Marieme Jamme: Shaping Africa's tech revolution

An African future inspired by tech?
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Story highlights

  • Senegalese-born Marieme Jamme is highly renowned in the Africa tech scene and beyond
  • She runs a UK-based company that helps IT companies gain a foothold in emerging markets
  • Jamme has also set up a platform that brings together leading voices to share ideas about Africa's development
  • She is a mentor to young Africans, helping them to start businesses

Senegalese-born Marieme Jamme is at the forefront of the technology revolution that is slowly transforming Africa.

As chief executive of Spot One Global Solutions, a UK-based company that helps information technology organizations gain a foothold in emerging markets, she encourages global investment in African IT infrastructure.

Armed with a strong desire to help Africa realize its potential, Jamme is outspoken about what the continent needs and how she can help.

"I bring the skills to make sure they understand the only way we can develop our continent is to just be normal and to be who we are and work very hard rather than just putting all this power behind it and hiding behind powers, because it doesn't make any sense," she says.

See also: 10 African tech voices to follow on Twitter

Jamme is also a regular international speaker, a blogger and the co-founder of Africa Gathering, a global platform that brings together entrepreneurs and experts to exchange ideas about Africa's development -- all part of her efforts to keep the African narrative relevant and positive.

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Africa's technology potential
Africa's technology potential

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"I kind of like protect Africa when people talk bad about the continent," Jamme says. "I try to bring good narratives about Africa now because I see something different in the continent."

Born in Senegal into privilege, Jamme describes herself as a "lost girl" while growing up. A rebellious spirit, she wanted to succeed in life relying solely on her efforts and not on her family's connections.

"I am a rebel, because I had to completely dismiss my identity. I had to refuse my status as an aristocrat to be just a normal person, because I didn't believe in that," she says.

In 1992, she moved to France after her father's death. There, she worked in restaurants and took on cleaning jobs to fund her studies.

"I fought all the way to be where I am today," she says. "I was very eager to go and find my own identity -- I was very interested in technology and that's what I wanted to do, so that's where I am."

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Passionate about Africa and technology, Jamme has found it necessary to set up base outside her continent, making England her new home today. She says she can achieve more by not living in Africa where gender barriers still hamper many women from realizing their potential.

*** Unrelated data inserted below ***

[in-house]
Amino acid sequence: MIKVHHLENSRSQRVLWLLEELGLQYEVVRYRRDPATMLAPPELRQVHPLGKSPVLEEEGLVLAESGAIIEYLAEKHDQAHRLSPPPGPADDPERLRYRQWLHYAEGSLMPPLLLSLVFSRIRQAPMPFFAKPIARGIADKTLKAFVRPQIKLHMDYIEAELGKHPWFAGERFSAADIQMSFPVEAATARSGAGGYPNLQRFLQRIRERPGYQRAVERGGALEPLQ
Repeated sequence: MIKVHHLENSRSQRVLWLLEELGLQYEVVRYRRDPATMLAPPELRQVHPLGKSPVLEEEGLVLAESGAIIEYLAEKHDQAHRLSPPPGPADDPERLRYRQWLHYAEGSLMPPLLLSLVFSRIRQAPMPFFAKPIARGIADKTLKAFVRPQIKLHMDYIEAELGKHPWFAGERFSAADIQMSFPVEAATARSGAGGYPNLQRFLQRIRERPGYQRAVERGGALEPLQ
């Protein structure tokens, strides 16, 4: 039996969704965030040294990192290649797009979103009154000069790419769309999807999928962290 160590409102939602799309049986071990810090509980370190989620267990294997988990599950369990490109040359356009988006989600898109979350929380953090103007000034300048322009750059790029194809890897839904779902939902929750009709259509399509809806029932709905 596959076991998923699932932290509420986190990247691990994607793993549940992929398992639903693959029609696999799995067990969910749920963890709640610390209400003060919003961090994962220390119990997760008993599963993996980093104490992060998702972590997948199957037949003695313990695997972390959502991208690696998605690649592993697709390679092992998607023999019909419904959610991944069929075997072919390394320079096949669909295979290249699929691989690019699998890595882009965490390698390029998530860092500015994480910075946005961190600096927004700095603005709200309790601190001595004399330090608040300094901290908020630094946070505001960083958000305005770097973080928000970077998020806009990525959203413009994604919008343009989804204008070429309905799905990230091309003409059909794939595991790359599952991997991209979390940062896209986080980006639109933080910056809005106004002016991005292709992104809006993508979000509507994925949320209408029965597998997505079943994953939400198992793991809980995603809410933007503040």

"I'm free in London, I can make decisions," she says. "I go to Africa twice a month, so I'm very aware of what's happening in the continent...but I think as an African woman, as a Senegalese-born, if I wanted to make an impact in my continent I have to have a freedom to do that. I have to have a freedom to write. I have to have a freedom to talk, to speak, to mention what's happening in my continent."

See also: Africa's 'father of technology' on sparking a tech revolution

In recent years, a rise in the usage of mobile phones coupled with the emergence of a thriving tech scene, has helped to improve lives and bring people together across Africa. While Jamme praises the power of technology, she is also quick to sound a note of caution.

"I think now we really need to be cautious on how mobile phone is affecting the continent right now and really make sure we scrutinize all these big organizations going into Africa," she says. "And we need to be careful in Africa, because Africa now is a destination for investment. People are interested in the continent -- 10 years when I used to talk about Africa nobody cares about it, but now everybody want to get into the continent because it's booming."

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For Jamme, the critical issue is to make sure that the continent's young population gets good education so that they can find jobs and create opportunities that will make the most out of this technology boom.

"We need to make sure there's a way of building, having infrastructures in Africa, making sure the youth are getting educated," she says.

Read more: In numbers: The life of an African child

For the last five years, Jamme has also started mentoring young Africans, helping them to set up their businesses and teaching them how to strategize and sell their ideas. She says she finds great satisfaction in being able to help her continent by shaping the lives of young people and giving them the confidence to compete on the global stage.

"I'm very proud I've got an identity as an African woman and I think my voice is being listened around the world," she says. "The very simple thing we do is changing the continent. I think now we're influencing governments in Africa, we're working with many organizations to reshape the narratives about Africa. I bring technology companies in the continent, so there's an identity there right now, so we're trying to keep that up -- we're very proud in what we do in Africa."